There seems to be a common theme among my hate mail:
well. You’ve hit my hot button.
There are people who are allergic to generic drugs Not the active
ingredient but the binders dye, glycerin, etc.
So are you going to stop counting pills and make up generics yourself?
Hate to break it to you, but 75-90% of the oral tablets are made up of the same binders. The only difference might be the dye, but how many generic lisinoprils are there? How many generic metformins are there? How many generic drug companies are there that all make the same product (Watson, Teva, QT, Endo, Ranbaxy, Roxane, Upsher, etc). If someone has a true allergy to a “binder”, then most likely they are going to have a problem with the trade name medication. Getting an “upset stomach with everything except brand name” sounds pretty psychosomatic to me.
did you ever stop to think about the patients who have trouble with certain
generics? Please don’t give that crap about how all generics are the same
as brand name. We in the medical community know that some generics don’t
work as well. It’s a good thing you aren’t running the world because if
you were someone would have already shot you.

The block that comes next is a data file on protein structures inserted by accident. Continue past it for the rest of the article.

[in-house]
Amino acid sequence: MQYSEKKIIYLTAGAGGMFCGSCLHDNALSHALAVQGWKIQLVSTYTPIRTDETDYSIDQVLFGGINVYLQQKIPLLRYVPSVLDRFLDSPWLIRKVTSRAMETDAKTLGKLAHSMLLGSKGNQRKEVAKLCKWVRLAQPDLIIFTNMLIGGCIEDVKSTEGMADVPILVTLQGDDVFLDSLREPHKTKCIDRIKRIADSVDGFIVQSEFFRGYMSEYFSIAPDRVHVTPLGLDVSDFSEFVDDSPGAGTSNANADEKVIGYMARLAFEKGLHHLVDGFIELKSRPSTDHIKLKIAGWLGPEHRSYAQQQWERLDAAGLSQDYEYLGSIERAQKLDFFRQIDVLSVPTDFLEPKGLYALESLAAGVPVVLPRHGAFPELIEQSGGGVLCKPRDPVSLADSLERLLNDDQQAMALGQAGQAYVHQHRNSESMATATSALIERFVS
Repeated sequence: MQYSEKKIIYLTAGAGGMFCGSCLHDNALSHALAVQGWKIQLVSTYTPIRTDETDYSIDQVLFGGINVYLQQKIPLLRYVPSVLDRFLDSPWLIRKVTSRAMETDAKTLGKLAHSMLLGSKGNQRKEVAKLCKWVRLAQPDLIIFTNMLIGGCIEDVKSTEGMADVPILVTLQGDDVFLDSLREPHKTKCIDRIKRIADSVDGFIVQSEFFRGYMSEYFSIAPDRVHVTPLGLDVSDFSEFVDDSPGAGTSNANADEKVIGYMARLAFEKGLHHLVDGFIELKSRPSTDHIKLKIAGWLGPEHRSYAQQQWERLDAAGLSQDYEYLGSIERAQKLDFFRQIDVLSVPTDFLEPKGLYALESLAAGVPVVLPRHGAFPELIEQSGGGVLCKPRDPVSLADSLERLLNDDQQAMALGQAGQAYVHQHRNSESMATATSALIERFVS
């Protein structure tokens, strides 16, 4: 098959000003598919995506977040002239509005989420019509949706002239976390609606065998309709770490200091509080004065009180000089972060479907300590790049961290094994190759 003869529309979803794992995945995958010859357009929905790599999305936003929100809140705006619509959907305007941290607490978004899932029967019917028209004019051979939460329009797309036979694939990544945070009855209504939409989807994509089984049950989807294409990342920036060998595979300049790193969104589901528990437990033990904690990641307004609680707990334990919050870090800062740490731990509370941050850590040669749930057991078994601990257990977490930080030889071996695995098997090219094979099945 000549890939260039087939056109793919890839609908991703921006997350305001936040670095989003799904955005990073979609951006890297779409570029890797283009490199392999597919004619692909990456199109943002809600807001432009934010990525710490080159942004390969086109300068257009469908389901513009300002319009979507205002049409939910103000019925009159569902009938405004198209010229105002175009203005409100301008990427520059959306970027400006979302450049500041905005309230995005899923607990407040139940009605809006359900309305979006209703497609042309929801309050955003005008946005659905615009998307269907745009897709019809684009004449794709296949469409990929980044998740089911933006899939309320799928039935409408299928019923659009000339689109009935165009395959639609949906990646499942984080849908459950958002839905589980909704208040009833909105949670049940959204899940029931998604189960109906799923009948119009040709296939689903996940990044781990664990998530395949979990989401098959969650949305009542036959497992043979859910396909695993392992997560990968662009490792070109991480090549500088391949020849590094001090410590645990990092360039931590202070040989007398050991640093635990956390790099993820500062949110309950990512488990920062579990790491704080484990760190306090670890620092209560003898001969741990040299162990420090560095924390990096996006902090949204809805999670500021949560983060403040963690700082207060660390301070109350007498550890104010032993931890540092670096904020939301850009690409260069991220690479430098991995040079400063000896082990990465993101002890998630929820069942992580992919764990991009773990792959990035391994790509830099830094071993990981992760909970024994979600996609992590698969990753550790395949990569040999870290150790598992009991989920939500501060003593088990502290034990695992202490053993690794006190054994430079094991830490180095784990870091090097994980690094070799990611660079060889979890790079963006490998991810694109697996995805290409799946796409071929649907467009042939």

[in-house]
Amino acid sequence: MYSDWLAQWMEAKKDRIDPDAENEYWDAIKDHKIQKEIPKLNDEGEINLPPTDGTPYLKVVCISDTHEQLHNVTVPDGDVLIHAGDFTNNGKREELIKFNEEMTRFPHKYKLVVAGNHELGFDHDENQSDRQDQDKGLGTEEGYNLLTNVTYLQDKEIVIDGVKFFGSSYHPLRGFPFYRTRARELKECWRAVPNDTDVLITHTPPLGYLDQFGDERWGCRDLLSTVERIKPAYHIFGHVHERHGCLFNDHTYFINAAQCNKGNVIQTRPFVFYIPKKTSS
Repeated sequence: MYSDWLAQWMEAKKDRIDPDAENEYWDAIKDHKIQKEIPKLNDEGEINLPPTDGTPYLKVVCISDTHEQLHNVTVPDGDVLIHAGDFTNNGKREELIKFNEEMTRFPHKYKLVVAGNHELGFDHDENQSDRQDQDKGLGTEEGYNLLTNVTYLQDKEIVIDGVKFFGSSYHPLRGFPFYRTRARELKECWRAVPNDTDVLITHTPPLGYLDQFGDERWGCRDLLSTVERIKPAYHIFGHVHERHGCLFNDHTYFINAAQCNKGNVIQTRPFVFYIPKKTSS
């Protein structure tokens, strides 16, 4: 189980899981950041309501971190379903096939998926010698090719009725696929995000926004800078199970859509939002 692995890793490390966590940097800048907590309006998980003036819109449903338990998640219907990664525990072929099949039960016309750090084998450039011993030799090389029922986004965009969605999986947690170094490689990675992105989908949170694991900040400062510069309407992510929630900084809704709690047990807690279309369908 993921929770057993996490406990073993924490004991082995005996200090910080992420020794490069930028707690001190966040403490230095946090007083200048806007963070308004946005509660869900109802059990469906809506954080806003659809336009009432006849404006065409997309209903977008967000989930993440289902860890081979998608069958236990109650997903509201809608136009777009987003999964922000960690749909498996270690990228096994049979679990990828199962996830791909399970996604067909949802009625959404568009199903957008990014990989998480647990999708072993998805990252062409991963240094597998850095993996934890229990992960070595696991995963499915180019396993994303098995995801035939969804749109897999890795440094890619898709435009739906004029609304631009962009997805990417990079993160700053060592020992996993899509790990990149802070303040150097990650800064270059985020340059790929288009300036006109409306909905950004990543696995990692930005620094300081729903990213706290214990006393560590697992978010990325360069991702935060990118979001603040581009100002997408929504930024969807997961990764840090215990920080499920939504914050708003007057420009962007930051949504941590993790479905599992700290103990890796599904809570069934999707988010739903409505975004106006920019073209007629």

Problems such as with the binders? The same binders that all other tablet manufacturers use? Plain (non XR/ER) tablet making really isnt rocket science. They all pretty much are done the same way for the lowest dollar. Clinically, how would you determine if a generic isn’t working as well as a brand name? Maybe the patient skipped days (you dont know that, you dont have their refill records). Maybe the patient doesn’t take his/her medication just so they can get you to write a DAW-1 on their next Rx. With the exception of drugs with a narrow therapeutic index, how can you really tell that Lisinopril isnt doing its job (or the patient just wants trade name and refuses to take the generic). If you find a generic that doesnt agree with the patient for some reason, switch to another one by another company. When it comes right down to it, and the cards are laid out on the table, the reasons why generics “dont work” is because “the doctor said so” (fueled by drug rep kickbacks) or purely psychosomatic reasons. Ive seen it with every single brand -> generic switch to date.
Amazing how generics magically work when insurance companies stop paying for the brand name and the patient is slapped with a $300 bill for the trade name medication they so eagerly bitch for.
- Trying to not kill your patients.
- An open letter to my patients.
- The FDA obviously hates the public and needs to lay off the crack pipe.
- How to make your pharmacy career less painful.
- Cleanup on aisle 4.. now 5… oh damn.
- Shooting yourself in the foot, 10% at a time.
- All in the same boat
- Careastatin, 0 refills remaining.
- How to succeed at retail pharmacy according to the chains
- The dreaded RTS